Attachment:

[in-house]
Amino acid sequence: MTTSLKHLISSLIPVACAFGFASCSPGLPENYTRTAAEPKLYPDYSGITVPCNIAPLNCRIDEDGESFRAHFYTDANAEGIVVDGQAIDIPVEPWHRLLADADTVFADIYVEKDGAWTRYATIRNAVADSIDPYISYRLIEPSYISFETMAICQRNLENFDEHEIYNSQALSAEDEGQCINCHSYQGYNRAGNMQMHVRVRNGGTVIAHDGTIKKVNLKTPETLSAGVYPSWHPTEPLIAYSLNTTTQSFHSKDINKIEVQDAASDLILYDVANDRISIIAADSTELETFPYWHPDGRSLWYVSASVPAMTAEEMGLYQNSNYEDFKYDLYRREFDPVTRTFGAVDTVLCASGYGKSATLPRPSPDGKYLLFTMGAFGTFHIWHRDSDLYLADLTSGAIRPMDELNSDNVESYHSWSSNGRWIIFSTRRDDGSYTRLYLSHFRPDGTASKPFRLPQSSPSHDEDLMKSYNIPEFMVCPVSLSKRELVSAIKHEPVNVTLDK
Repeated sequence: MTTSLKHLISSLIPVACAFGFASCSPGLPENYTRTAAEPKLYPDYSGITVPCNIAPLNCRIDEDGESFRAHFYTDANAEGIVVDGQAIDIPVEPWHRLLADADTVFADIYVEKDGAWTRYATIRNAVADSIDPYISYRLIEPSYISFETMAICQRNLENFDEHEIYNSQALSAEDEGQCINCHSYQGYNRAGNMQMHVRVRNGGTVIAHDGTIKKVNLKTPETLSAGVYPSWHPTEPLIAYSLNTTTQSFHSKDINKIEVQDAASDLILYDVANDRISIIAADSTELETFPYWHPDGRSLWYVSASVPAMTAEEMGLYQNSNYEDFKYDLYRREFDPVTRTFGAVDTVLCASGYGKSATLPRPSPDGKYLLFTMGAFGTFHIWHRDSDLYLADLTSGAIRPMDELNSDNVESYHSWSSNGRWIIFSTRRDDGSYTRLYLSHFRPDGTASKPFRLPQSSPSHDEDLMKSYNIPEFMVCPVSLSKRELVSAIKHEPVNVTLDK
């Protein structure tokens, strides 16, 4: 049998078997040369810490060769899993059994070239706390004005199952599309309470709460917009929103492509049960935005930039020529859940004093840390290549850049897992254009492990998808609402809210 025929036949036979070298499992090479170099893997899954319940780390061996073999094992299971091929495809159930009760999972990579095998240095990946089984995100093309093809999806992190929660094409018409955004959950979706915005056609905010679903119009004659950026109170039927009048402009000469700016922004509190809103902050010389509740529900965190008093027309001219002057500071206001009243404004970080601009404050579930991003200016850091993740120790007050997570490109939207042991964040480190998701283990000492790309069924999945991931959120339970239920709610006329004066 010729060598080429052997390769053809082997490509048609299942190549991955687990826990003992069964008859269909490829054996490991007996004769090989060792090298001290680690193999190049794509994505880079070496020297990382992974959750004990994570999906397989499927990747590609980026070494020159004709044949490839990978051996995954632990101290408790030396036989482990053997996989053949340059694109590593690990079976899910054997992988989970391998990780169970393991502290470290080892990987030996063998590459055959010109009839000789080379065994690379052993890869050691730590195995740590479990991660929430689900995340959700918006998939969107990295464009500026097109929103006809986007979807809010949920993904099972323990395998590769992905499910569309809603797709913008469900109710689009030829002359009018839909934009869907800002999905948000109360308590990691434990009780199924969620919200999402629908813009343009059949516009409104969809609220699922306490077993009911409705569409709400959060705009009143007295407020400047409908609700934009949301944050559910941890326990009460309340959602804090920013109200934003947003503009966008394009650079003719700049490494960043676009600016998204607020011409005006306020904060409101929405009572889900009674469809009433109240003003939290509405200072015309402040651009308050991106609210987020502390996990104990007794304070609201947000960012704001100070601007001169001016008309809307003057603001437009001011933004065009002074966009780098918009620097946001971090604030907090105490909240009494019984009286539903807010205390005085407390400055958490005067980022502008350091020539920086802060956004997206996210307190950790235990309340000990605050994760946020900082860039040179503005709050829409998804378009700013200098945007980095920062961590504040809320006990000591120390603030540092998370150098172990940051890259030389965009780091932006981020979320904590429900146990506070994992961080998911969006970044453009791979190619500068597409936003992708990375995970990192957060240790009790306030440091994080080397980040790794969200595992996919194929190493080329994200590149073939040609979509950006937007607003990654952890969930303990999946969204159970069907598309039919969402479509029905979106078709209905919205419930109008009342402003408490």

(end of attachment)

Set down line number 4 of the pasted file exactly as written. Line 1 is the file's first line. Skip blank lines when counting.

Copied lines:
């Protein structure tokens, strides 16, 4: 049998078997040369810490060769899993059994070239706390004005199952599309309470709460917009929103492509049960935005930039020529859940004093840390290549850049897992254009492990998808609402809210 025929036949036979070298499992090479170099893997899954319940780390061996073999094992299971091929495809159930009760999972990579095998240095990946089984995100093309093809999806992190929660094409018409955004959950979706915005056609905010679903119009004659950026109170039927009048402009000469700016922004509190809103902050010389509740529900965190008093027309001219002057500071206001009243404004970080601009404050579930991003200016850091993740120790007050997570490109939207042991964040480190998701283990000492790309069924999945991931959120339970239920709610006329004066 010729060598080429052997390769053809082997490509048609299942190549991955687990826990003992069964008859269909490829054996490991007996004769090989060792090298001290680690193999190049794509994505880079070496020297990382992974959750004990994570999906397989499927990747590609980026070494020159004709044949490839990978051996995954632990101290408790030396036989482990053997996989053949340059694109590593690990079976899910054997992988989970391998990780169970393991502290470290080892990987030996063998590459055959010109009839000789080379065994690379052993890869050691730590195995740590479990991660929430689900995340959700918006998939969107990295464009500026097109929103006809986007979807809010949920993904099972323990395998590769992905499910569309809603797709913008469900109710689009030829002359009018839909934009869907800002999905948000109360308590990691434990009780199924969620919200999402629908813009343009059949516009409104969809609220699922306490077993009911409705569409709400959060705009009143007295407020400047409908609700934009949301944050559910941890326990009460309340959602804090920013109200934003947003503009966008394009650079003719700049490494960043676009600016998204607020011409005006306020904060409101929405009572889900009674469809009433109240003003939290509405200072015309402040651009308050991106609210987020502390996990104990007794304070609201947000960012704001100070601007001169001016008309809307003057603001437009001011933004065009002074966009780098918009620097946001971090604030907090105490909240009494019984009286539903807010205390005085407390400055958490005067980022502008350091020539920086802060956004997206996210307190950790235990309340000990605050994760946020900082860039040179503005709050829409998804378009700013200098945007980095920062961590504040809320006990000591120390603030540092998370150098172990940051890259030389965009780091932006981020979320904590429900146990506070994992961080998911969006970044453009791979190619500068597409936003992708990375995970990192957060240790009790306030440091994080080397980040790794969200595992996919194929190493080329994200590149073939040609979509950006937007607003990654952890969930303990999946969204159970069907598309039919969402479509029905979106078709209905919205419930109008009342402003408490």